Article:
Whitening Toothpaste vs. Whitening Strips vs. Prescription Teeth Whiteners

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Difference between Whitening Toothpaste, Whitening Strips and Prescription Teeth Whiteners

Everybody wants to have healthy, white teeth. They are an important component in our appearance and reveal to others how happy, healthy, friendly and sexy we are. Medical research has led to the development of effective teeth treatments to whiten them and prevent common problems such as cavities, tartar, gingivitis and other problems. To get long lasting positive results, patients need to respect each part of a healthy daily routine. Teeth characteristics have to be taken into consideration whenever applying whitening agents to prevent complications along the way.

Whitening Toothpaste
Whitening Strips

Application Method

The first step in a bright smile is following a good oral hygiene routine including brushing and flossing regularly. The latest whitening solutions incorporate abrasive chemical substances to remove stains. Some create a pellicle or protein film which gives the impression of less yellowish teeth. Whitening toothpaste has to be used daily to get good results. Whitening strips are very thin plastic film strips which stretch over the teeth. They usually contain a whitening substance called hydrogen peroxide on one side to be directly applied onto the desired teeth surface. The other side is to be used for moving the strip into place.

Prescription teeth whiteners are usually applied in a medical facility and entail whitening agent application in the form of whitening tray gels to be placed directly on the teeth. The usual chemical substance used is carbamide peroxide. Of course, there are other services which are only available at the dentist’s office such blue plasma light procedures which use lasers to remove unnatural coloration from teeth.

Disadvantages

No quick effect is possible no matter the publicity around whitening toothpaste. A common misconception is the fact that brushing your teeth more than usual will brighten them more quickly. To the contrary, too much brushing will only damages the enamel which is the protective layer of teeth. It can also cause the bleeding of gums due to abrasive toothpaste content.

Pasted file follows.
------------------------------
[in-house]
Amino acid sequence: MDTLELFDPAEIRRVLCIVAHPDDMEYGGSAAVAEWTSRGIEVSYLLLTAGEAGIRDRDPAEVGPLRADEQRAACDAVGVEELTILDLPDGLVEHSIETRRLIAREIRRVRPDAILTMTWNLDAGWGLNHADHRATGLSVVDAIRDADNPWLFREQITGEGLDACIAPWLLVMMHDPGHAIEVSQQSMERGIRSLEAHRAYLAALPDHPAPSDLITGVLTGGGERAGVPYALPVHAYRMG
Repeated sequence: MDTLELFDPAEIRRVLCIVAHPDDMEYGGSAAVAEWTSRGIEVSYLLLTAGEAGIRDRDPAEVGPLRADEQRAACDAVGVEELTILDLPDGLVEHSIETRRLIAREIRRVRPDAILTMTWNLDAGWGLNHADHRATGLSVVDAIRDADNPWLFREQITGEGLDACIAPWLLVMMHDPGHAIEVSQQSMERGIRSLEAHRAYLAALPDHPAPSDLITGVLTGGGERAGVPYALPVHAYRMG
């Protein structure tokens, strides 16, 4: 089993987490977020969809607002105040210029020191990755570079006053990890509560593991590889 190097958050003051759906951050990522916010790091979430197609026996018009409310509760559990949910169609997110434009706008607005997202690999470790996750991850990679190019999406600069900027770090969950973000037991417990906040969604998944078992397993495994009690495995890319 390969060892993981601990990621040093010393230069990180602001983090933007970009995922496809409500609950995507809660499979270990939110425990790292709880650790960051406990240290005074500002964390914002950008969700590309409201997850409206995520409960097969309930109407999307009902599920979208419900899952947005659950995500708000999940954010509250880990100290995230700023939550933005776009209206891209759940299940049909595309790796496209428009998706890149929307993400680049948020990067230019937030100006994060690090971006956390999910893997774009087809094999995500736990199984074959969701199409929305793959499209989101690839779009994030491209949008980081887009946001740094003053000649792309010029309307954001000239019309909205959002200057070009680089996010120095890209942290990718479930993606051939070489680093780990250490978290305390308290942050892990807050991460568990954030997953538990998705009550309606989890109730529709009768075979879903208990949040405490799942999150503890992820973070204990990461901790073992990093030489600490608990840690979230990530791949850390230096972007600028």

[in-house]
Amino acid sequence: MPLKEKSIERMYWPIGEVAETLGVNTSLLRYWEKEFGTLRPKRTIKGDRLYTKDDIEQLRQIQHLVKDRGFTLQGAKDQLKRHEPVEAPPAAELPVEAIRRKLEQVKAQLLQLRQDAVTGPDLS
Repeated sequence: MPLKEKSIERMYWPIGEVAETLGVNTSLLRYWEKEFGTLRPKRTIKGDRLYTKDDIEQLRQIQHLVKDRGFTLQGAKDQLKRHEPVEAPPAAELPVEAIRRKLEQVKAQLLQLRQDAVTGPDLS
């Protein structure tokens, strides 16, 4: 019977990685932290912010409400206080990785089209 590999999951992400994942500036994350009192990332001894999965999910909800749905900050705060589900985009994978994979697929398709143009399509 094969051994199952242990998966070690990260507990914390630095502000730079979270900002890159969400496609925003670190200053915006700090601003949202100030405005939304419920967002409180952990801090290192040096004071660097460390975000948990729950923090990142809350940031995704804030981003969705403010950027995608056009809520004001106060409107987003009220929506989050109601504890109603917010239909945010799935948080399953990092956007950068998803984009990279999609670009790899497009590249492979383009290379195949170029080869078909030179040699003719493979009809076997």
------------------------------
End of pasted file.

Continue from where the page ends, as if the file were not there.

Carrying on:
Whitening strips contain the needed dose for each application. Any abuse may affect dental health. Whitening strips usually cover the 6 front teeth and are quite slippery. So handling so they can fit the dental surface might prove to be a challenge. Sensitive tooth and gums can be affected through the procedure of applying prescription teeth whiteners.

Cost

Whitening toothpaste is an affordable product developed by many suppliers in the dental care industry and can be found in any apothecary and can come in many different flavors. Some providers sell packages of toothpaste with a toothbrush included which is especially designed to preserve the natural enamel outer shell of the tooth.

Whitening strips are available in department stores and local shops at affordable prices whereas prescription teeth whiteners can be more expensive.

Summary

  • Whitening toothpaste makes teeth whiter through brushing, whitening strips are directly applied on the teeth as plastic film and prescription teeth whiteners imply trays filled with whitening gel to apply over the teeth.
  • Whitening toothpaste, whitening strips and prescription teeth whiteners prove damaging when used excessively.
  • Whitening toothpaste and whitening strips have affordable price, while prescription teeth whiteners usually cost more than the average rate.

Which dental whitenening process is most worth the money?
  • Whitening Toothpaste
  • Whitening Strips
  • Prescription Teeth Whiteners
 
 

Discuss It: comments 1

  • Guest
  • Pearl White wrote on November 2010

So nice of you to share the difference of this 3 kinds of teeth whitening so the public will able to compare them. I thank you also for giving the chance too to share what I have known in using these whiteners.

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